Upstate Active Clinical Trials Seeking Participants – Dengue Fever vaccine
For more information, call (315) 459-303


The dangers of opioids and the new flesh-eating drug ‘Krokodil’

Thursday, November 14th, 2013

Jeanna M Marraffa, PHARMD, DABAT, FAACT

Jeanna Marraffa, clinical toxicologist in the Upstate New York Poison Center, talks about the dangers of opioids – medications that relieve pain, such as hydrocodone (e.g., Vicodin), oxycodone (e.g., OxyContin, Percocet), morphine (e.g., Kadian, Avinza) and codeine. Marraffa describes an extremely addictive injectable opioid called krokodil (pronounced like crocodile), known as the “flesh-eating drug”, so named because users report black or green scaly skin as a side effect.  Read the story: Flesh-Eating Street Drug from Russia Hits the US.  For more information, call 11-800-222-1222.


What you need to know the human papillomavirus (HPV) and cervical cancer

Thursday, November 14th, 2013

Heather Shannon, certified nurse midwife and director of Upstate Midwifery and Gynecology, talks about the human papillomavirus (HPV) and cervical cancer, including methods of transmission, prevention, and recommended Cervical Cancer Screening Guidelines from the American Cancer Society (ACS), American Society for Colposcopy and Cervical Pathology (ASCCP), and American Society for Clinical Pathology (ASCP). For more information or to schedule an appointment for screening, call (315) 492-5875.


Understanding marijuana

Thursday, November 7th, 2013

Gene Tinelli, MD, PhDAddiction psychiatrist Gene Tinelli, MD, PhD, helps us understand the medicinal value and risks of marijuana.  Read more: Why I changed my mind on weed, by Dr. Sanjay Gupta, CNN chief medical correspondent.


An overview of adaptive physical education

Friday, October 11th, 2013

James Rimmer, PhDJames Rimmer, PhD, the Lakeshore Foundation Endowed Chair in Health Promotion and Rehabilitation Sciences, was the keynote speaker for a recent conference on adaptive physical education. He shares a broad overview of where we are nationally with adaptive physical education in terms of policy and practice. Dr. Rimmer also directs the National Center on Health, Physical Activity and Disability. For more information, call 1-800-900-8086.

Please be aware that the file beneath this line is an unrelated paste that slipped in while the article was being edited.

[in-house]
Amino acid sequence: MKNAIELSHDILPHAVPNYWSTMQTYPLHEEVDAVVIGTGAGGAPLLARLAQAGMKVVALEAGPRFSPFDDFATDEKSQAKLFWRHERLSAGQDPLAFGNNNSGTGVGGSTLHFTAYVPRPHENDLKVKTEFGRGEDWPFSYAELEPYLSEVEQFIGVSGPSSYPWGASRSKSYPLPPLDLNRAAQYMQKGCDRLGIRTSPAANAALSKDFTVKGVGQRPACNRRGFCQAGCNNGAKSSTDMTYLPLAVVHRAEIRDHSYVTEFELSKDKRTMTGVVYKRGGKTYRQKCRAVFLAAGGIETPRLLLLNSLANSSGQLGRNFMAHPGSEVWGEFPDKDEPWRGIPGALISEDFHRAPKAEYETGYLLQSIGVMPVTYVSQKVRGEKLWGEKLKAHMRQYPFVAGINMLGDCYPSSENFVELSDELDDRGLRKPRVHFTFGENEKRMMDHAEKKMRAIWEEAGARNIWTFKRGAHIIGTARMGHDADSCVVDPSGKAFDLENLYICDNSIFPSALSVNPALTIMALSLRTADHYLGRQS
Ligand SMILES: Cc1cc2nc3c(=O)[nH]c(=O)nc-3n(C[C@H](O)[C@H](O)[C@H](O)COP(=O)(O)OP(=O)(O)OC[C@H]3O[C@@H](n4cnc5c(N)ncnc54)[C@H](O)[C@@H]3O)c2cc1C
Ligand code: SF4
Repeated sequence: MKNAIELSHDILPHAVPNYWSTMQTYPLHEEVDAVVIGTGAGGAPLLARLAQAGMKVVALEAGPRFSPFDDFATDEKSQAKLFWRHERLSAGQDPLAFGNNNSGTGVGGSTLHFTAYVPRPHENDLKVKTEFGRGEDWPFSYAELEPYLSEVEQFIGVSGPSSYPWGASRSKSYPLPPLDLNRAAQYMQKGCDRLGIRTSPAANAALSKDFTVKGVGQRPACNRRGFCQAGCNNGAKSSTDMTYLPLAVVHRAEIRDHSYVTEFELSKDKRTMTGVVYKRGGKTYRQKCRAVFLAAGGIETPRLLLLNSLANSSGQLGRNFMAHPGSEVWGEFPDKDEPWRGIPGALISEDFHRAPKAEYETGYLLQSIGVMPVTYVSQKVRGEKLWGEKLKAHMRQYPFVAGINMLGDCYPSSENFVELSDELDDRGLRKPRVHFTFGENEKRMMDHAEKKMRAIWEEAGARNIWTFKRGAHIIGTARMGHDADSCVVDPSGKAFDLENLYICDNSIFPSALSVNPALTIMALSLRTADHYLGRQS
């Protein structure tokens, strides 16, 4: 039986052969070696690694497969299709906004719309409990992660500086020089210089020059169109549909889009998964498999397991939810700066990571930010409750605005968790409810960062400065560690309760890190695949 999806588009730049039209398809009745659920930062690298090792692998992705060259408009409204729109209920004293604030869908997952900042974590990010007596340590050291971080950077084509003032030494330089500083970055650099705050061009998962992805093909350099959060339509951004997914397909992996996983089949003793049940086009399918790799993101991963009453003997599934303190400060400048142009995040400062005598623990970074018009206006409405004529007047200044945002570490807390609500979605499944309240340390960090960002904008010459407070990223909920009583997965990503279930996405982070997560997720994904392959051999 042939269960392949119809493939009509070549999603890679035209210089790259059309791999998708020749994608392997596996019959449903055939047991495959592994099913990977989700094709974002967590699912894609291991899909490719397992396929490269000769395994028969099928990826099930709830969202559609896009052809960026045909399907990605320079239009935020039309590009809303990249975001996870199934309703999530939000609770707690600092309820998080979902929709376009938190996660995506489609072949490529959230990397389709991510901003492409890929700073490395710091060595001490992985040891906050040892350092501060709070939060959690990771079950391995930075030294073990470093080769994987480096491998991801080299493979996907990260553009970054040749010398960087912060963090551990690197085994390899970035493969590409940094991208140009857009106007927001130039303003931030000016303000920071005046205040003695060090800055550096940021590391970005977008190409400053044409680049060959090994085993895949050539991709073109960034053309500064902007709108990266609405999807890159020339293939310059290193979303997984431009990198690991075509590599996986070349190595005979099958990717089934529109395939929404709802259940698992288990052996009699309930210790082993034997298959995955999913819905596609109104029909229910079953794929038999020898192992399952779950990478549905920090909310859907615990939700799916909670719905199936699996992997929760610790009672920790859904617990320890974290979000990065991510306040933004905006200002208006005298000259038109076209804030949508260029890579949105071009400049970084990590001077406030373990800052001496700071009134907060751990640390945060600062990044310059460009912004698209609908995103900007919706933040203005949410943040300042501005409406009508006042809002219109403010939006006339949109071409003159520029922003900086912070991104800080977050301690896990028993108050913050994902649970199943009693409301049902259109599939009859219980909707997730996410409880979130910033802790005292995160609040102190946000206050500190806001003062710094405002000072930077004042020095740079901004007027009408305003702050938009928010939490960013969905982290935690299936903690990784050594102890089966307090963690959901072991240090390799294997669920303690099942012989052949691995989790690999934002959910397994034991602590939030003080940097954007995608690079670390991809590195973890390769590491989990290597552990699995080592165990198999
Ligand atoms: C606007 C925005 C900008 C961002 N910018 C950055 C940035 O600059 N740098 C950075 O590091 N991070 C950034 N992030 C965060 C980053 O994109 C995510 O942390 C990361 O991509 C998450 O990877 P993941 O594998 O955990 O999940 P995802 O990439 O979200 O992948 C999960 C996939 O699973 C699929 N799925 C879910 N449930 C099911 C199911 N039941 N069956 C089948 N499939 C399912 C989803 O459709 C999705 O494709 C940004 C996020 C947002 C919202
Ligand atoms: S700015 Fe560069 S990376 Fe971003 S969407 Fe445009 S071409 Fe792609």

How health care provider’s cultural competency can influence their outcomes

Friday, October 11th, 2013

Luis Castro, MDLuis Castro, MD, medical director of the Westside Family Health Center in Syracuse, and clinical associate professor in the department of Family Medicine at Upstate Medical University, will share his perspective on how health care providers’ cultural competency can influence their outcomes. 


‘Peds to Parents’ – Improving immunization rates in low-income populations

Wednesday, September 4th, 2013

Joseph B Domachowske, MD

Manika D Suryadevara, MD,Infectious disease specialists Joseph Domachowske, MD and Manika Suryadevara, MD, will reveal the reason why immunization rates among our local low-income population are now way higher than other parts of the country.  The pair led an effort to provide free flu shots to parents and children who registered for the Salvation Army’s annual holiday toy distribution, as part of a program designed provide education to participating families about the flu vaccine. Read the story

Read the study abstract: Community-centered education improves vaccination rates in children from low-income households
Estimated human papillomavirus (HPV) vaccine coverage among adolescent girls aged 13–17 years, by number of doses— National Immunization Survey–Teen, United States, 2007–2012

Read the blog: Peds to Parents – Notes from Upstate Professionals to Parents and Caregivers